It added that the need for “good local, real time intelligence” to respond to fluctuating need on a ward was “clear”.

“Deciding exactly how many nursing staff are needed on wards is highly complex”

Donna Kinnair 

Ward managers were also found to be “pivotal” in creating a good working environment for staff, which in turn helped retention and recruitment.

It called for investment in developing the skills of ward leaders and to ensure they had protected time to carry out management duties.

Dr Ruth May, chief nursing officer for England, will speak at a launch event for the report today.

She said: “Using research evidence to make sure we make the right decisions about ward staffing, and that we create work environment where nursing and care staff can thrive is key to achieving a sustainable NHS and improving the experience and outcomes of care for patients and service users.”

Donna Kinnair

Dame Donna Kinnair

Donna Kinnair

Responding to the report, Dame Donna Kinnair, acting chief executive and general secretary of the Royal College of Nursing, said: “The NIHR’s review adds to the important body of existing evidence that too few registered nurses on wards can lead to patient harm, and even death.

“The report is right to recognise that deciding exactly how many nursing staff are needed on wards is highly complex, and will vary according to the type of ward and how sick its patients are,” she said.

The RCN is campaigning for safe staffing laws to cover the whole of the UK. Wales introduced legislation in 2016 and Scotland is in the process of doing so. 


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Readers' comments (4)

  • It s not complex at all ,you now by your work load how many staff needed ,why does everything have to be so complicated,of course patients outcome going to be worse if not enough staff ,why is research needed to tell you this,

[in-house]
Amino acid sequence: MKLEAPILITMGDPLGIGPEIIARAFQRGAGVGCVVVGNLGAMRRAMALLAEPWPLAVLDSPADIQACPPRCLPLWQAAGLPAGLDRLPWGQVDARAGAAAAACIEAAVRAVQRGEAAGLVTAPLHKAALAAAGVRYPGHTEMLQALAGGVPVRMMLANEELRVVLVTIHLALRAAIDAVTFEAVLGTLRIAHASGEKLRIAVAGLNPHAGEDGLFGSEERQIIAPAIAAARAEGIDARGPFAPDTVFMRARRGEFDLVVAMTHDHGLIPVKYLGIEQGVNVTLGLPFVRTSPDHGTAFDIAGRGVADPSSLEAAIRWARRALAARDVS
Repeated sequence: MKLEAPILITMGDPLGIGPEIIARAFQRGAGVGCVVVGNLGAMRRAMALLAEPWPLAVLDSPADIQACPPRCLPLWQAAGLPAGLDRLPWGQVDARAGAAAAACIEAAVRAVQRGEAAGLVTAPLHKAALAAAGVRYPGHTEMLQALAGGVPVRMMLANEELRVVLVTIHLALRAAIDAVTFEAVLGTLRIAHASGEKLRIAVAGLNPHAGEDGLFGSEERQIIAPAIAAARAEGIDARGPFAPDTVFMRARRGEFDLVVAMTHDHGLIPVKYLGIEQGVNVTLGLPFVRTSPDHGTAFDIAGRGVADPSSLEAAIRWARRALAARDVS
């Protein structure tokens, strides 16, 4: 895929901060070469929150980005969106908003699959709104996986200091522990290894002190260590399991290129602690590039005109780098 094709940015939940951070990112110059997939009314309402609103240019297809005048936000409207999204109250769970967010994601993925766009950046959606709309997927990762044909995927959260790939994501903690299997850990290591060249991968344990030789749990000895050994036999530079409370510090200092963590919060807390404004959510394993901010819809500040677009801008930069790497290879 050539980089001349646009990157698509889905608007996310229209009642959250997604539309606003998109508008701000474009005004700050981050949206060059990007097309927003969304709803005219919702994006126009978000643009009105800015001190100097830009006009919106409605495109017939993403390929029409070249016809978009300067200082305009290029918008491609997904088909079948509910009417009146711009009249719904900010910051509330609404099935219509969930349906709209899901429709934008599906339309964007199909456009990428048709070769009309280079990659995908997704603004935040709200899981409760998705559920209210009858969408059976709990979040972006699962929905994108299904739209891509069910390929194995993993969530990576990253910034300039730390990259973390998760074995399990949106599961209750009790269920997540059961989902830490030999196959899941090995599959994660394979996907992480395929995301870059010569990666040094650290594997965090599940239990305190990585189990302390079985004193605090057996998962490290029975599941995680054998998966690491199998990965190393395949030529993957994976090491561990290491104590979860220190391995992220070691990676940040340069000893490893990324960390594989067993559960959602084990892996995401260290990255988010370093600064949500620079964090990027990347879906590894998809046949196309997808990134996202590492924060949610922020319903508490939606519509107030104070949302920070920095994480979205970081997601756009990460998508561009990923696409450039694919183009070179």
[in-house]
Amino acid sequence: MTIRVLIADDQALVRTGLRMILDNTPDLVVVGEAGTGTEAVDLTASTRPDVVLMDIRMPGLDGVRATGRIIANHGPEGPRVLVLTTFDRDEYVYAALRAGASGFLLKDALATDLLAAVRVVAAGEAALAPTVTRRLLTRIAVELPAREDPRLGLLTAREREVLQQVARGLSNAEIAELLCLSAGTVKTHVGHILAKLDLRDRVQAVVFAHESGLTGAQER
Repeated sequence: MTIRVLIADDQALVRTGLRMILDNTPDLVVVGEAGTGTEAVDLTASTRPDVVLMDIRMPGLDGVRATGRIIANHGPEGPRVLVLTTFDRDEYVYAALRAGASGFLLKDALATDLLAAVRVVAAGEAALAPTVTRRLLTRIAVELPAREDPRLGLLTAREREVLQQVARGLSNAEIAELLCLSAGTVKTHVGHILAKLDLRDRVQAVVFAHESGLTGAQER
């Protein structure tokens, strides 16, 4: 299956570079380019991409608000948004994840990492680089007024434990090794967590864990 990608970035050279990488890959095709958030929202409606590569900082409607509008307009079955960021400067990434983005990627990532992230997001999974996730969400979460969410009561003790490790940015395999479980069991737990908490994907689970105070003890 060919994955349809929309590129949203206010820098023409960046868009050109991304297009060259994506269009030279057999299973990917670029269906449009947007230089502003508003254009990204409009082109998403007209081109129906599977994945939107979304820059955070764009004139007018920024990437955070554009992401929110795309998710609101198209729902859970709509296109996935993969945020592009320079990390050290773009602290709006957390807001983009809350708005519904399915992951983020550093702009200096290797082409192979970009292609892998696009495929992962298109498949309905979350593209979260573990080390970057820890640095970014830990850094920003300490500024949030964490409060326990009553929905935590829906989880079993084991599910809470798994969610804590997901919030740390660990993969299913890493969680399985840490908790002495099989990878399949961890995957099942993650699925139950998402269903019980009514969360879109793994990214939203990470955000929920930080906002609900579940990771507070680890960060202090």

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  • How many patients has to die or suffer neglect. It’s simple maths.

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  • Really good read. good to see there is some evidence base for what staff have already experienced whilst at work. Whilst working in a variety of settings safe staffing does not only apply to wards. It is hugely debateable subject. Whilst I have worked with teams on community where staff were completely highly skilled at all levels and dedicated and proactive the patients were in safe hands even with some staffing shortages, because they could safely prioritise the workload. Same could be said when I worked on the wards and now in nursing home care. Where there are issues arising with staffing shortages it seems to be with new to care staff and new to that particular environment staff, or with staff that have never been trained correctly in the first place.

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  • Common sense. Have the right combination of staff numbers and skill mix and see patient care improveand staff retention stabilise and go up. Sadly nothing will change until some celebrity or politician dies.